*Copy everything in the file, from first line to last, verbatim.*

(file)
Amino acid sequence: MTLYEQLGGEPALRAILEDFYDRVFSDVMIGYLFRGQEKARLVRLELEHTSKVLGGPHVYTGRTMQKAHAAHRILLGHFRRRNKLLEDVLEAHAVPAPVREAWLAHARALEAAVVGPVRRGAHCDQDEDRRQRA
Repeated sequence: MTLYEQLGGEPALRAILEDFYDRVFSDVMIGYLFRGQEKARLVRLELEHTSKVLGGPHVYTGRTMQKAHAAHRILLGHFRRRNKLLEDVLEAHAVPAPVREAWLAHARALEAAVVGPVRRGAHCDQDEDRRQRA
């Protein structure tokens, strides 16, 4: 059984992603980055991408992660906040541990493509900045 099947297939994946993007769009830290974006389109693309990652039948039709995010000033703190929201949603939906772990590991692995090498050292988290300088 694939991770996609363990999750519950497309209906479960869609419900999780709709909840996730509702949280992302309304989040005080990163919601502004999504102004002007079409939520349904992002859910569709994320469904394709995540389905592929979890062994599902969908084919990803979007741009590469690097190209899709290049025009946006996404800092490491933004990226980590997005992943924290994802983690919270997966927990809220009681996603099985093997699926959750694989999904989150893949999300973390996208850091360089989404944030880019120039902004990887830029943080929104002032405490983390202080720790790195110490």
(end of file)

Amino acid sequence: MTLYEQLGGEPALRAILEDFYDRVFSDVMIGYLFRGQEKARLVRLELEHTSKVLGGPHVYTGRTMQKAHAAHRILLGHFRRRNKLLEDVLEAHAVPAPVREAWLAHARALEAAVVGPVRRGAHCDQDEDRRQRA
Repeated sequence: MTLYEQLGGEPALRAILEDFYDRVFSDVMIGYLFRGQEKARLVRLELEHTSKVLGGPHVYTGRTMQKAHAAHRILLGHFRRRNKLLEDVLEAHAVPAPVREAWLAHARALEAAVVGPVRRGAHCDQDEDRRQRA
């Protein structure tokens, strides 16, 4: 059984992603980055991408992660906040541990493509900045 099947297939994946993007769009830290974006389109693309990652039948039709995010000033703190929201949603939906772990590991692995090498050292988290300088 694939991770996609363990999750519950497309209906479960869609419900999780709709909840996730509702949280992302309304989040005080990163919601502004999504102004002007079409939520349904992002859910569709994320469904394709995540389905592929979890062994599902969908084919990803979007741009590469690097190209899709290049025009946006996404800092490491933004990226980590997005992943924290994802983690919270997966927990809220009681996603099985093997699926959750694989999904989150893949999300973390996208850091360089989404944030880019120039902004990887830029943080929104002032405490983390202080720790790195110490």